A tiny star 37,000 light years from Earth is constantly getting pounded by asteroids, astronomers have discovered.
The neutron star (or pulsar), PSR J0738-4042, was identified using Australia's Commonwealth Scientific and Industrial Research Organisation (CSIRO) Parkes telescope and another based in South Africa.
They found huge lumps of rock from space batter the tiny star, with one rock found to have a mass of about a billion tonnes.
Ryan Shannon, one of the astronomers at CSIRO who identified the star, said their findings are "exciting" because of the possibilities raised by asteroids forming so far away.
The environment surrounding the star is extremely harsh, with high levels of radiation and violent winds of particles.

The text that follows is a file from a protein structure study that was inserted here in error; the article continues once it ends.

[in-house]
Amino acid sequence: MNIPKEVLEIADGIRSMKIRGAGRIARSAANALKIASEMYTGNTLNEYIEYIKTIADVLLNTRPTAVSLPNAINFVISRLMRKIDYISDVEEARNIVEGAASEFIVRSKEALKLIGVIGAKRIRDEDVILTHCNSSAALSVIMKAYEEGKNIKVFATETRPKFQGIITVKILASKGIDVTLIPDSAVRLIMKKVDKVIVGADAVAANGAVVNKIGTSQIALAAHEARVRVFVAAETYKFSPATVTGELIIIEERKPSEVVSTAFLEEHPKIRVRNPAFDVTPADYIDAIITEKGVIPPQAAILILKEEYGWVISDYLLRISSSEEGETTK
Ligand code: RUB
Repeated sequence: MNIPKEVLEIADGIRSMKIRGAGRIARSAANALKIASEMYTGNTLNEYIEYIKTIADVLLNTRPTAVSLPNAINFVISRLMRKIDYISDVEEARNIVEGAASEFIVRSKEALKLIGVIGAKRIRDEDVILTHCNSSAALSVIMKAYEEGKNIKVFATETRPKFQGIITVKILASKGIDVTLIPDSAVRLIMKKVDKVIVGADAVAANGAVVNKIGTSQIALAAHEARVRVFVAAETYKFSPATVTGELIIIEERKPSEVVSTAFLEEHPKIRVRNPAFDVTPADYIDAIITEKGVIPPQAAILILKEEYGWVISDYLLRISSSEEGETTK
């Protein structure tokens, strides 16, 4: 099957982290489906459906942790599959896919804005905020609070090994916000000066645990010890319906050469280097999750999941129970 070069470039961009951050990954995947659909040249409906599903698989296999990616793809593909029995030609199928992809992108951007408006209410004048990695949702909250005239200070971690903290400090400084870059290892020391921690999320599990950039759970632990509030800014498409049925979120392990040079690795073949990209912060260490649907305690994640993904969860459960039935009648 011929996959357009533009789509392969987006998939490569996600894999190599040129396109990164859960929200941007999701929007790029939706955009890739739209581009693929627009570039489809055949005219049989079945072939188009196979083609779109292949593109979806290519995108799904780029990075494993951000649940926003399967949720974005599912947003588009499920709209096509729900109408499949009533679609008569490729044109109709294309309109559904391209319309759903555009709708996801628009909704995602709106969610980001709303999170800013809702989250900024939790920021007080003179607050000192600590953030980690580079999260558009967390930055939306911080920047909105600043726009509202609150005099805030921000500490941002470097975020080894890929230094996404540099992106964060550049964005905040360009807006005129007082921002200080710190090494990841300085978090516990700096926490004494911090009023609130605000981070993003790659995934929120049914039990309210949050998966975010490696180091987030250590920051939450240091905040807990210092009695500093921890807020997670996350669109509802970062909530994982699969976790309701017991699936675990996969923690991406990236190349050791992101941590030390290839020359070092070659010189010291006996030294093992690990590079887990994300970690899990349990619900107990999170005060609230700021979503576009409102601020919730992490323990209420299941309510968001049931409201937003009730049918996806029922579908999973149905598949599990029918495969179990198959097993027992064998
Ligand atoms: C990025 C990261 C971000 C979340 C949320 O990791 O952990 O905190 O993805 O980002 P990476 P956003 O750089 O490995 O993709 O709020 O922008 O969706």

"If a large rocky object can form here, planets could form around any star. That's exciting," Shannon said.
PSR J0738-4042 is in the constellation of Puppis. In 2005, the star issued two distinct signals and astronomers discovered the pulsar's spin rate had been altered abruptly.
Researchers found that a huge mass dropped into the pulsar's magnetosphere and was shredded like food in a blender.
These particles then got trapped in the magnetic field, Discovery reported.
As the star spins, its radio beam flashes over earth regularly. In 2008, the researcher predicted that an asteroid would affect a pulsar - a star that emits a beam of radio waves.
They said it would slow the spin rate and shape of the radio pulse seen on Earth: "That is exactly what we see in this case," Shannon said.
"We think the pulsar's radio beam zaps the asteroid, vaporising it. But the vaporised particles are electrically charged and they slightly alter the process that creates the pulsar's beam."
Researchers believe asteroids around the star could be created by the exploding star that formed the pulsar itself. Material blasted out could fall back in, producing a disk of debris.
Study leader Paul Brook said: "This sort of dust disk could provide the 'seeds' that grow into larger asteroids."